Game Recap: Bulls 106, Bucks 104

The game was tied 104-104 with 18 seconds left.

Chicago ball.

With an entire offensive playbook at his disposal, what play did Bulls coach Tom Thibodeau call?

Said Carlos Boozer: “This is the play: Get the ball to D-Rose, and everybody else get out of the way. And it works every time.”

That’s a sentiment that has been repeatedly expressed about the league’s great players over the years. Larry Bird. Magic Johnson. Michael Jordan. Kobe Bryant. So on and so forth on down to Derrick Rose, who hit his very first walk-off buzzer-beater last night.

It was a great moment. The Bulls bench exploded. Rose’s teammates mobbed him. There were high-fives all around. The pro-Bulls contingent in the Milwaukee crowd started chanting “M-V-P!” It was almost enough to make you forget that the team’s shoddy defensive effort allowed Ersan Ilyasova to score a career-high 32 points on 14-for-18 shooting, and that Drew Gooden torched the Bulls for a season-high 27 points on 11-for-21 from the field.

Said Joakim Noah: “That shot was like a movie. Hit the shot, no time left on the clock. You saw the horn. The ball goes in the net. Man, that must be an unbelievable feeling to hit a shot like that. I’m happy he’s on our team.”

Added Milwaukee coach Scott Skiles: “What a luxury to have. You don’t even need to run a play. You can just bring it in, throw it to a guy and he can get whatever shot he wants. It was an incredibly tough shot to make.”

For the record, “incredibly tough” is an understatement.

Somewhat ironically, Henry Abbott just published two articles — one on TrueHoop and the other in ESPN the Magazine — that debunk the NBA’s greatest myth: That letting your best player isolate in crunch time is the best decision.

It isn’t.

Abbott’s research shows that isolation plays are significantly less successful than any other kind of play that can be run. It also uncovered that this season’s Bulls squad ranks 28th in the league in Effective Field Goal Percentage in the final three minutes when trailing by 3 or less or tied (31.8 percent). Only the Bucks (28.3 percent) and Cavaliers (28.2 percent) are worse.

Abbott also provided a link to a blog post by Jordan Sams of Liberty Ballers that uses the Basketball-Reference Shot Finder to track various “clutch” statistics. Based on Sams’ research, Rose has shot 27.6 percent in the final minute of games over the course of his career. Rose’s percentage drops to 22.5 in the final 24 seconds. According to Sams’ charts, that puts Rose near the bottom of the list of the players who met his clutch shooting criteria (basically number of shots attempted).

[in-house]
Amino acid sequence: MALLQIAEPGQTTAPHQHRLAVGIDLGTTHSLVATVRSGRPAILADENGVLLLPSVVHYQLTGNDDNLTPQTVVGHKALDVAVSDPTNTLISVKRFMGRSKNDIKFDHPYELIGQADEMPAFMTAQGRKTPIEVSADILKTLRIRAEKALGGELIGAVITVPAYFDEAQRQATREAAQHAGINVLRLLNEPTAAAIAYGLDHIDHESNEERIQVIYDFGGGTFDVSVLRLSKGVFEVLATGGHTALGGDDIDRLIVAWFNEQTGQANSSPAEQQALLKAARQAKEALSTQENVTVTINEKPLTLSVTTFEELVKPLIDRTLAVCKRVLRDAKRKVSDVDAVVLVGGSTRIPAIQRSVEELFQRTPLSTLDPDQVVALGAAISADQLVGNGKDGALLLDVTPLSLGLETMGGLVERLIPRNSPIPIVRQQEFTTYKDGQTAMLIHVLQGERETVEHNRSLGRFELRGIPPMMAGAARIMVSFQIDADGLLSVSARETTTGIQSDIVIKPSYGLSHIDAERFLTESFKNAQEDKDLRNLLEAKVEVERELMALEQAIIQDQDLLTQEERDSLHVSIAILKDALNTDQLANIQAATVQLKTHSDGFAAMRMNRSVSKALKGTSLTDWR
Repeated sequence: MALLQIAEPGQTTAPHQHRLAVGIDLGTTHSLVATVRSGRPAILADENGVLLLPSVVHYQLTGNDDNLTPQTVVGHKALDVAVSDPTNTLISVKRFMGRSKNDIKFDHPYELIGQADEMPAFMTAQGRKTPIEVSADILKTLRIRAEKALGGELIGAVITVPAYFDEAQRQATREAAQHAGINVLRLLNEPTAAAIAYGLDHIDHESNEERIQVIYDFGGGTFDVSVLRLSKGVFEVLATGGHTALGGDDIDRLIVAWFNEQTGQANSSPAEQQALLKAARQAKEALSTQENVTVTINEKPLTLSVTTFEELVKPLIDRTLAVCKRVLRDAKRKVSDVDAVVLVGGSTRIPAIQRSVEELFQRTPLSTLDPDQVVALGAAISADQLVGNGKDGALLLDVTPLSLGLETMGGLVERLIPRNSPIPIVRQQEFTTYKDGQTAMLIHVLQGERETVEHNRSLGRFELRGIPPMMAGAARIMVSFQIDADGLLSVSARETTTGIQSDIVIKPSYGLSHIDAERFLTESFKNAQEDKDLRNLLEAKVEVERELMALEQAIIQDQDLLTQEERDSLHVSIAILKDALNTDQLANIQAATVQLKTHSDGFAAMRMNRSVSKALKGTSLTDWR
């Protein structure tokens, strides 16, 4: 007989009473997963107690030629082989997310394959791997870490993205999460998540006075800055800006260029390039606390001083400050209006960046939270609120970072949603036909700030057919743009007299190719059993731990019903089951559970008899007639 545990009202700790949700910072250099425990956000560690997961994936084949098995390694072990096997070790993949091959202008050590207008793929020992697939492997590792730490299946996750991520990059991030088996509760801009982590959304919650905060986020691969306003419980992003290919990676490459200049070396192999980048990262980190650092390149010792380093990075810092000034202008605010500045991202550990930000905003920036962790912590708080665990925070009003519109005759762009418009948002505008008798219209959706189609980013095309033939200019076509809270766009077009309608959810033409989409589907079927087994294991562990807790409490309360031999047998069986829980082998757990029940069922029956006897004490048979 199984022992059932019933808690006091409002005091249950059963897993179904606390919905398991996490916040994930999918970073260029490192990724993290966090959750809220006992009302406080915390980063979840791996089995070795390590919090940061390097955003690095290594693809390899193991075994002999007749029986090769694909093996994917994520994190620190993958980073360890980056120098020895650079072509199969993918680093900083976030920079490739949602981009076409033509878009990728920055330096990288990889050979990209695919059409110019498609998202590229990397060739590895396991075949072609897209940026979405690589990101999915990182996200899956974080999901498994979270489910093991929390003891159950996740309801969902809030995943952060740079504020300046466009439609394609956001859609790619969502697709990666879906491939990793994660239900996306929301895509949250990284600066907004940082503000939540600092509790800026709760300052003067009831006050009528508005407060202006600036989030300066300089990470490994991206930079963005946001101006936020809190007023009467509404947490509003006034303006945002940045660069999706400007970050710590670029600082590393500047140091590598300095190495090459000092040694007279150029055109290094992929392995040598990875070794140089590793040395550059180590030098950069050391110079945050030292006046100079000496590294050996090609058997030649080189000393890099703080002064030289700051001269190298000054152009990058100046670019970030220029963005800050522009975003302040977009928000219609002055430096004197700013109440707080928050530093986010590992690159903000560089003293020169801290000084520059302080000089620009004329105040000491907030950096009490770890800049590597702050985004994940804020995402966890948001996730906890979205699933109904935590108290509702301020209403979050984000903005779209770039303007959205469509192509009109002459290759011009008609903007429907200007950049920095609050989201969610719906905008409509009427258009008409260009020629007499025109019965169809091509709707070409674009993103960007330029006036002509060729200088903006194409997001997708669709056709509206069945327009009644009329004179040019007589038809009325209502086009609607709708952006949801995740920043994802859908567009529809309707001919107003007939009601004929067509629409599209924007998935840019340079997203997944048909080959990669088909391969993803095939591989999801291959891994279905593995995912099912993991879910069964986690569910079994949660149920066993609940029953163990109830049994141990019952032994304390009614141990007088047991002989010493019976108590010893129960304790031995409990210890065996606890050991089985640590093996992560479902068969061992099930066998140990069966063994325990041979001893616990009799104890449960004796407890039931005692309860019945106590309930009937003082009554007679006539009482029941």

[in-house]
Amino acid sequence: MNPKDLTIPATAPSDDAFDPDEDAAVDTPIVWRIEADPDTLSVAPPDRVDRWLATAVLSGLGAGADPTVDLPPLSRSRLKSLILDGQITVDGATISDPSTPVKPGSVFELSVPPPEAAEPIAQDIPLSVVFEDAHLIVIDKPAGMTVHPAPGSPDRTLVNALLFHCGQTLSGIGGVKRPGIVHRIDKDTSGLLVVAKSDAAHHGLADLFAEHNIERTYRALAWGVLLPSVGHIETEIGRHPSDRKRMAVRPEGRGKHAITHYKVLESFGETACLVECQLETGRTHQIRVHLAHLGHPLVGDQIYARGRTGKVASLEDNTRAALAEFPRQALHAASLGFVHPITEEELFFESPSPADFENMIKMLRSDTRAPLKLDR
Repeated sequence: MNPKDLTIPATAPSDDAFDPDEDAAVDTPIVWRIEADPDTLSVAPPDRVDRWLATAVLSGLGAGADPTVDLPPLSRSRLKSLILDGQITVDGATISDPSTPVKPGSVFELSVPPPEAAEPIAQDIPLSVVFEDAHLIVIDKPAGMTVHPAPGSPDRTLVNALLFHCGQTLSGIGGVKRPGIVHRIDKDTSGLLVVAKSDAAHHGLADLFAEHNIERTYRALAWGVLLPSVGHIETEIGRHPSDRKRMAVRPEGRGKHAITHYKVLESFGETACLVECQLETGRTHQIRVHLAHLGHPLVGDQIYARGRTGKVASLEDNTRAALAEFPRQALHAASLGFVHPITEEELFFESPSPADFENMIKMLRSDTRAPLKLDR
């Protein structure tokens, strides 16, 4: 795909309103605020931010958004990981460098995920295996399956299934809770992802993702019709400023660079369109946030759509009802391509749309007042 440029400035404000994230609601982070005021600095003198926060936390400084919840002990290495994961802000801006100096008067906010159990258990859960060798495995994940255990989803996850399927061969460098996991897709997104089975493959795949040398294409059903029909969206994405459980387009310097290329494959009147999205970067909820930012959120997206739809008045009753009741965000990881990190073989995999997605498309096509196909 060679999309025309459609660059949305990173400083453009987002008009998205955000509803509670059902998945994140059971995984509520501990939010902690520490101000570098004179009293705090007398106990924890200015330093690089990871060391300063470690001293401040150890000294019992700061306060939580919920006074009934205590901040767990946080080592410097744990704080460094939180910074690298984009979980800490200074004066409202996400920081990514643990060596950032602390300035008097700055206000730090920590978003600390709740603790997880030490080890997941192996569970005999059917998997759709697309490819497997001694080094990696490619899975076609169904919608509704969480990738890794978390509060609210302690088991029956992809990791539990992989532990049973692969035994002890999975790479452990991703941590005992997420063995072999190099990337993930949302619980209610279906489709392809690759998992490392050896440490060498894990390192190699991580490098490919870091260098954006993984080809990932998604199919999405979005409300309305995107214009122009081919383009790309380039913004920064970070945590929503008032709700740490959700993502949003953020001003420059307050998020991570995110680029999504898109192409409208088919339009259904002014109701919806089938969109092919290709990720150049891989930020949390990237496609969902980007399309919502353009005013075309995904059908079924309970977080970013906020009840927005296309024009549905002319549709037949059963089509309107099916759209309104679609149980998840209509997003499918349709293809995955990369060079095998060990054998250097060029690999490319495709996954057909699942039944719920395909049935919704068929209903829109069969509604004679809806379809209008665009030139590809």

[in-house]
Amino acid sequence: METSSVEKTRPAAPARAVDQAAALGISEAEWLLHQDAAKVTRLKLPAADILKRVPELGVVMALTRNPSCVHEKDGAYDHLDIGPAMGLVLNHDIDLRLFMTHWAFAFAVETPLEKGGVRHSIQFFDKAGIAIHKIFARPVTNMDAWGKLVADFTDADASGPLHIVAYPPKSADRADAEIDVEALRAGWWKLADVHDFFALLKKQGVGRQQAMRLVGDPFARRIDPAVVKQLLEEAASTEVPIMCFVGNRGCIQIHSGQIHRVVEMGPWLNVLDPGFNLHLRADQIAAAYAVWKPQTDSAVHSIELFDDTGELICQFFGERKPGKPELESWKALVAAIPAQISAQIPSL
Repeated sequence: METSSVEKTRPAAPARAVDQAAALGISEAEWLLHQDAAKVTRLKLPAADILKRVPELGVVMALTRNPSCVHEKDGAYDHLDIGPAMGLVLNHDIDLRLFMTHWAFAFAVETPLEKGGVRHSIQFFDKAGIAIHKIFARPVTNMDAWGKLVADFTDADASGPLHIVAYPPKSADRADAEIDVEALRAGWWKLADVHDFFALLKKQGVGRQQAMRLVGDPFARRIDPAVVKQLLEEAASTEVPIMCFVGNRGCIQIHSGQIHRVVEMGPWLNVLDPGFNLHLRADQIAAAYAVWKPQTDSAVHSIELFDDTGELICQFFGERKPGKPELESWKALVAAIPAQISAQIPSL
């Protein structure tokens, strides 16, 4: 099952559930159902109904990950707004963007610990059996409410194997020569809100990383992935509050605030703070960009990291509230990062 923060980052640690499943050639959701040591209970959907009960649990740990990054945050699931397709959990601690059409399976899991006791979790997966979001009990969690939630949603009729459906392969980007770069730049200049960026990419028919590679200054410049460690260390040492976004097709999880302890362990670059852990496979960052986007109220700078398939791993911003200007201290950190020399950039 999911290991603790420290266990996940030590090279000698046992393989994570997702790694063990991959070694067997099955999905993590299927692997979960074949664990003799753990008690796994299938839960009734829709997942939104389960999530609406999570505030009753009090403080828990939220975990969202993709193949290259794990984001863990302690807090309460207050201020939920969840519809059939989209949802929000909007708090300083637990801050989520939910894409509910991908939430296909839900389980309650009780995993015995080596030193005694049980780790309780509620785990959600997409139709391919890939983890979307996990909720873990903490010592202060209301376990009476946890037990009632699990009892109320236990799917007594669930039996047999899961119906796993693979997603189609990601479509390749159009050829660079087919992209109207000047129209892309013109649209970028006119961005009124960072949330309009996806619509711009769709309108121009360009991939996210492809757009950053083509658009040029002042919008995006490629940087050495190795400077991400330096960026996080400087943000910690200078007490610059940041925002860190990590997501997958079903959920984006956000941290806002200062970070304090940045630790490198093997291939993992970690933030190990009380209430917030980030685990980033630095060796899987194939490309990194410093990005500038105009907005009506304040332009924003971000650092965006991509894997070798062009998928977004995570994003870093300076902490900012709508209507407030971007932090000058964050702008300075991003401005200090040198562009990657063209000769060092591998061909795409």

Presumably, this suggests that Rose’s game-winner was an aberration. An example of a bad play that happened to work.

I’m not trying to be a killjoy or anything like that. I was pumped when the shot dropped. But in the split second between when Rose took the shot and when the ball dropped through the hoop, I managed to shout “bad shot.”

Remember: At that point, Rose was 7-for-21 from the field and 0-for-5 on threes. Logic dictated a different approach. Like maybe just running a play.

Again, I don’t want to take anything away from Rose’s heroics, but research (like what’s cited above) is pretty clear. Hero Ball doesn’t work consistently. It can be fool’s gold because of recall bias. You remember the clutch shots and game-winners, but you forget the clutch misses.

I was actually more impressed by Rose’s overall stat line than his final shot: 30 points, 11 assists, 8 rebounds, 1 steal, 1 block. He also went a perfect 14-for-14 from the line — including two in a row with 32 seconds left.

Said Rose: “I remember in Miami, the same situation, almost the same situation, where we were down one and [I was] missing both free throws. Just coming up here, I told you that was going to be in my mind, and [I] knocked them down. I think I was more happy that I hit them free throws than that last shot.”

Rose did that in spite of — or maybe partially because of — a small contingent of Bucks fans chanting “Overrated!”

Said Rose: “I try not to listen to it, man. I just try to go out there and play hard. They can cheer whatever they want to cheer. Of course, they’re going to cheer that because we’re on the road. And if anything, I just feed off of it.”

Even if Rose’s isos aren’t the best clutch plays, technically speaking, they certainly inspire a belief in his teammates that they always have a chance to win close games down the stretch. Which may be worth more than Rose’s actual percentages.

Said Noah: “It’s unbelievable. We need him in that situation. He wants the ball in that situation, and to be part of that, I know is special. It’s like a movie. I swear this kid is … he’s special. And everybody knows that. He wants the ball down the stretch. He doesn’t want the screen; he just wanted the ball in that situation. And I know his confidence is sky high right now.”

Speaking of Noah, his hot streak continued last night, and he finished with 20 points on 10-for-14 shooting to go with 10 rebounds (6 offensive). Boozer added 15 points on 7-for-13 from the field, Deng chipped in with 12 points while going 5-for-8 (including a huge trey with just under two minutes left), and Taj Gibson had a near double-double (10 points and 7 boards) off the bench.

It was a good team offensive effort as the Bulls shot 52 percent and finished with an Offensive Rating of 121.5. Unfortunately, Milwaukee had an Offensive Rating of 119.2. Considering the Bucks’ season average is 103.2 and the Bulls’ Defensive Rating this season is 97.9, it’s safe to say the defense could use a little tinkering before tonight’s match-up with the Orlando Magic.

Extras:
Recap, Box Score, Play-by-Play, Shot Chart, Photos.

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